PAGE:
Chickens In Need
As a huge fan of ‘The Good Life’ I’d always quite fancied the idea of keeping chickens. As with many of my dreams and fancies I didn’t think it would actually happen as I didn’t really have the time and energy. When two of my neighbours started chicken keeping and I was asked to look after theirs when they went on holiday I discovered that I loved it and actually it wasn’t as time consuming as I first thought. Even as a busy mum with young children and working part time I realised it was feasible. I loved the routine of feeding them every morning and collecting their fresh eggs.
When I started researching the subject and found out that you could rehome battery chickens I knew straight away that was what I wanted to do. Although I know we live in such a wasteful society I was amazed that these lovely chickens are put down when they’ve served their purpose even if they are still healthy and laying eggs.
After much deliberation, discussion and excitement we picked up our first four ex-batts on a rehoming day in Coventry in 2017. The first week or so there is quite a bit of pecking and plucking of feathers but this is only natural as the chickens establish a pecking order. Becky, Doris, Queenie and Rosalie soon settled in and much to our delight and surprise were laying eggs from day one. We were soon were in the routine of letting them out in the morning for their breakfast, filling up their water and feeding them corn in the evening and putting them in the coop before dark to keep them safe from predators. We also feed them food scraps like greens and bread crusts in the afternoon if there are any going spare. Mealworms make a tasty treat for them too.
I often get asked how much time do you need day to day when keeping chickens and I think its not as much as people might think. Perhaps five minutes in the morning and then five minutes in the evening. You’ll need to clean up the poop a couple of times a week and every three months or so do a deep clean when you remove all the bedding and give the coop a good scrub. Do allow extra time though for any escapologist chickens like our lovely, late Becky who did like to fly the coop and escape into our next door neighbours garden. Oftentimes we could be seen shaking a tub of mealworms and calling her to come back. If that failed we’d have to scale the fence with a handful of mealworms or cheerios to tempt her home. Luckily we have a very nice, understanding neighbour!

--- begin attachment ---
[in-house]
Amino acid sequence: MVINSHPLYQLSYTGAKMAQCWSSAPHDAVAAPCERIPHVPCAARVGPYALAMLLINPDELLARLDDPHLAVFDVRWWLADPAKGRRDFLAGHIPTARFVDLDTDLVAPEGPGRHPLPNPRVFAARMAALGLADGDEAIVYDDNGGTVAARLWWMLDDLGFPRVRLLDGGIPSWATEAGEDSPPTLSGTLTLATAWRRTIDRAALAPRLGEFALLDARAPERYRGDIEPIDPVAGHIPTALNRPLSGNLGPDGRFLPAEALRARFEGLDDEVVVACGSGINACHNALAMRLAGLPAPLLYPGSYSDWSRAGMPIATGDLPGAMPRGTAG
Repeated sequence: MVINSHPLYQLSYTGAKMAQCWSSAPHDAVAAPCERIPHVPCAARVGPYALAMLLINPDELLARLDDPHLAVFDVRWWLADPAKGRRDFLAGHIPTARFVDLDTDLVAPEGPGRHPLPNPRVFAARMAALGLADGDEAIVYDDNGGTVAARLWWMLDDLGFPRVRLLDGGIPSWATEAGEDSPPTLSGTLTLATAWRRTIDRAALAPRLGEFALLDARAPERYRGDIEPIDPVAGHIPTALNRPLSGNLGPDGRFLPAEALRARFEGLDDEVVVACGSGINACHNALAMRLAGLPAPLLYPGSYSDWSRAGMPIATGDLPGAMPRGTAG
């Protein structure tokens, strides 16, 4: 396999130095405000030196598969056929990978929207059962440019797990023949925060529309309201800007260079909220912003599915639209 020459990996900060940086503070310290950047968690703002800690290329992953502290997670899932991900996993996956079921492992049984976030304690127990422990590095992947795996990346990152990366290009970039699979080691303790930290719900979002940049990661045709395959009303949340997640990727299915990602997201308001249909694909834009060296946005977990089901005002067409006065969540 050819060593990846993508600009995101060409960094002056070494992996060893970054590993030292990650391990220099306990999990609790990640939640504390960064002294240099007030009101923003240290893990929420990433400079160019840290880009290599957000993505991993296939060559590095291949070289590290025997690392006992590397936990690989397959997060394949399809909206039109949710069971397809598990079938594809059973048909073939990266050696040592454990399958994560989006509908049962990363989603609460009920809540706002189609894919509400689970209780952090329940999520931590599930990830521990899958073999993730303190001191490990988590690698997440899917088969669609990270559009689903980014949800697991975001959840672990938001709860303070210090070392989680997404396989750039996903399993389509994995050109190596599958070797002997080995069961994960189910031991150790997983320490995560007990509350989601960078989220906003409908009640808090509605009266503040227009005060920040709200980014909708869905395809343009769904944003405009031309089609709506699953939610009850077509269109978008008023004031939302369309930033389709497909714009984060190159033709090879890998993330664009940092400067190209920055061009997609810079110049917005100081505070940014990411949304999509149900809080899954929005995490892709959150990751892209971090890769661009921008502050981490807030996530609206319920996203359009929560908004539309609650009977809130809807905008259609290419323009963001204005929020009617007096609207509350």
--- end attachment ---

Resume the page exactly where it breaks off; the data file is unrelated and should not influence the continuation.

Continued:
Without sounding like a crazy chicken lady they all do have different personalities and foibles. Daphne our favourite chicken thinks she is a human and would live in our kitchen if she could. She can often be heard pecking on our kitchen door to be let in. She loves cuddles and is right at home with people. In contast poor Hetty Feather, was found cowering in the barn traumatised at the last chicken rehoming we attended. She will not be picked up and doesn’t particularly likes humans. In the first week she was with us she even ran away from a bumble bee (bless her). Since rehoming though she has put on weight and at least doesn’t cower at the sight of humans anymore. She is still bottom of the pecking order and is always the last chicken to eat from the feeder but at least she’s not bullied anymore and gets to enjoy the fresh air and dust baths in her retirement.
If you are thinking of keeping chickens rehoming ex-batteries is definitely the way to go. They will all have had their vaccinations and on average be about 18 months old. They make excellent pets and you’ll never be short of people to look after them when you go on holiday. In the first week of their retirement you will need to provide bowls and water separately for each chicken as they establish the pecking order. Providing only one may mean the top chickens will be the only ones eating and drinking. As they have spent their life indoors in a small space you will need to help them climb up into their coop and sometimes put them in if it rains or snows as they wont have experienced the outdoors or any kind of weather before. If you already have chickens and are introducing ex-batts to an existing flock it is best to keep them separate in the daytime for a few weeks so they get used to each other. They should be ok at night to share the coop but again there will be pecking and bullying whilst a new pecking order is established.
If you do fancy rescuing some chickens in need, it is such a rewarding hobby and there’s nothing better that helping a chicken enjoy a leisurely, well earned retirement pecking around in your garden and enjoying the fresh air.The British Hen Welfare Trust is the biggest charity in the UK rehoming tens of thousands of chickens each year along with Fresh Start For Hens. Its worth keeping an eye on their websites for rehoming dates and comprehensive information on how to look after rescue chickens.